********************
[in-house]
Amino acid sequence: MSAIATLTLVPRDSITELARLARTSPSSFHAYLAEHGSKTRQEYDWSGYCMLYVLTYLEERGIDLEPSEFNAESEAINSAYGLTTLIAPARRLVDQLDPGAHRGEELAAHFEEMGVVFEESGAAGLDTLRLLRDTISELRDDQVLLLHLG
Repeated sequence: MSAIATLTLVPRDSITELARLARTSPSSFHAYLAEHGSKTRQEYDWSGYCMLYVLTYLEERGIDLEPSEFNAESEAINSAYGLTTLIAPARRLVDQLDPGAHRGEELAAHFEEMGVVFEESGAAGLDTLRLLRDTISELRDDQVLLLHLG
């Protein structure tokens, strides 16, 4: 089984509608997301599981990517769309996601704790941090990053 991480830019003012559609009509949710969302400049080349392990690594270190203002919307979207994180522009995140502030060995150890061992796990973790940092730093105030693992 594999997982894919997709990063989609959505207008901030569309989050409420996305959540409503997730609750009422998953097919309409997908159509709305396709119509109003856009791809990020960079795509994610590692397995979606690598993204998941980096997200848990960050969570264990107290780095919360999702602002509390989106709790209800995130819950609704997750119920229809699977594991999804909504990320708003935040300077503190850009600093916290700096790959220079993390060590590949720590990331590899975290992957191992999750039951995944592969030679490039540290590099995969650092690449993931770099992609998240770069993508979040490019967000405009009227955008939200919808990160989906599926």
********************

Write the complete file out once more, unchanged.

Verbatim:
[in-house]
Amino acid sequence: MSAIATLTLVPRDSITELARLARTSPSSFHAYLAEHGSKTRQEYDWSGYCMLYVLTYLEERGIDLEPSEFNAESEAINSAYGLTTLIAPARRLVDQLDPGAHRGEELAAHFEEMGVVFEESGAAGLDTLRLLRDTISELRDDQVLLLHLG
Repeated sequence: MSAIATLTLVPRDSITELARLARTSPSSFHAYLAEHGSKTRQEYDWSGYCMLYVLTYLEERGIDLEPSEFNAESEAINSAYGLTTLIAPARRLVDQLDPGAHRGEELAAHFEEMGVVFEESGAAGLDTLRLLRDTISELRDDQVLLLHLG
């Protein structure tokens, strides 16, 4: 089984509608997301599981990517769309996601704790941090990053 991480830019003012559609009509949710969302400049080349392990690594270190203002919307979207994180522009995140502030060995150890061992796990973790940092730093105030693992 594999997982894919997709990063989609959505207008901030569309989050409420996305959540409503997730609750009422998953097919309409997908159509709305396709119509109003856009791809990020960079795509994610590692397995979606690598993204998941980096997200848990960050969570264990107290780095919360999702602002509390989106709790209800995130819950609704997750119920229809699977594991999804909504990320708003935040300077503190850009600093916290700096790959220079993390060590590949720590990331590899975290992957191992999750039951995944592969030679490039540290590099995969650092690449993931770099992609998240770069993508979040490019967000405009009227955008939200919808990160989906599926």